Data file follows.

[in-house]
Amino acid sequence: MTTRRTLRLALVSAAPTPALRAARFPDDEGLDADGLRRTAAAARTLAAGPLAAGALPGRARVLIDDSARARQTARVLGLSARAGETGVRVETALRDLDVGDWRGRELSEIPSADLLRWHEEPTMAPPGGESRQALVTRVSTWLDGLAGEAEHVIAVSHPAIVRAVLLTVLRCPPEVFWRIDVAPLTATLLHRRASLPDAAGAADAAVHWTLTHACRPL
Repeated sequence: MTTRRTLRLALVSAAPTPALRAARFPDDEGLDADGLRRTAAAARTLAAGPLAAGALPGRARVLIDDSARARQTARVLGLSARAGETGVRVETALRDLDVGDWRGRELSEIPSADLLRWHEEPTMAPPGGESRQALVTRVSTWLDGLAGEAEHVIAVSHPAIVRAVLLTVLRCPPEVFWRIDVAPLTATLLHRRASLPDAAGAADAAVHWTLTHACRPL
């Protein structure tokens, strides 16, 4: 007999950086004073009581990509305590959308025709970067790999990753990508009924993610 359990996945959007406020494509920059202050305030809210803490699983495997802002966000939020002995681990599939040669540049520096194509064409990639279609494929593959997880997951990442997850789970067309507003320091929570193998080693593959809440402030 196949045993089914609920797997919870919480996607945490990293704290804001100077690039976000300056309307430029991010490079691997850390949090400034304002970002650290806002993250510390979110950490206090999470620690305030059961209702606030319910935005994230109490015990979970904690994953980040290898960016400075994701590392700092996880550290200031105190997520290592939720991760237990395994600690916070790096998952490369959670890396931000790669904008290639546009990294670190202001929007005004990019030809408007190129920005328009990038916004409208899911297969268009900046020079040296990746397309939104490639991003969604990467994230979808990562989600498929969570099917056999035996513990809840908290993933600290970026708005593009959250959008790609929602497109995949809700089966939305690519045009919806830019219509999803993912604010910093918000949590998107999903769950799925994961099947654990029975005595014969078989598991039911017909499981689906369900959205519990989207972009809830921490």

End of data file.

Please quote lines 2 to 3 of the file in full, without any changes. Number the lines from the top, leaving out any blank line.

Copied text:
Amino acid sequence: MTTRRTLRLALVSAAPTPALRAARFPDDEGLDADGLRRTAAAARTLAAGPLAAGALPGRARVLIDDSARARQTARVLGLSARAGETGVRVETALRDLDVGDWRGRELSEIPSADLLRWHEEPTMAPPGGESRQALVTRVSTWLDGLAGEAEHVIAVSHPAIVRAVLLTVLRCPPEVFWRIDVAPLTATLLHRRASLPDAAGAADAAVHWTLTHACRPL
Repeated sequence: MTTRRTLRLALVSAAPTPALRAARFPDDEGLDADGLRRTAAAARTLAAGPLAAGALPGRARVLIDDSARARQTARVLGLSARAGETGVRVETALRDLDVGDWRGRELSEIPSADLLRWHEEPTMAPPGGESRQALVTRVSTWLDGLAGEAEHVIAVSHPAIVRAVLLTVLRCPPEVFWRIDVAPLTATLLHRRASLPDAAGAADAAVHWTLTHACRPL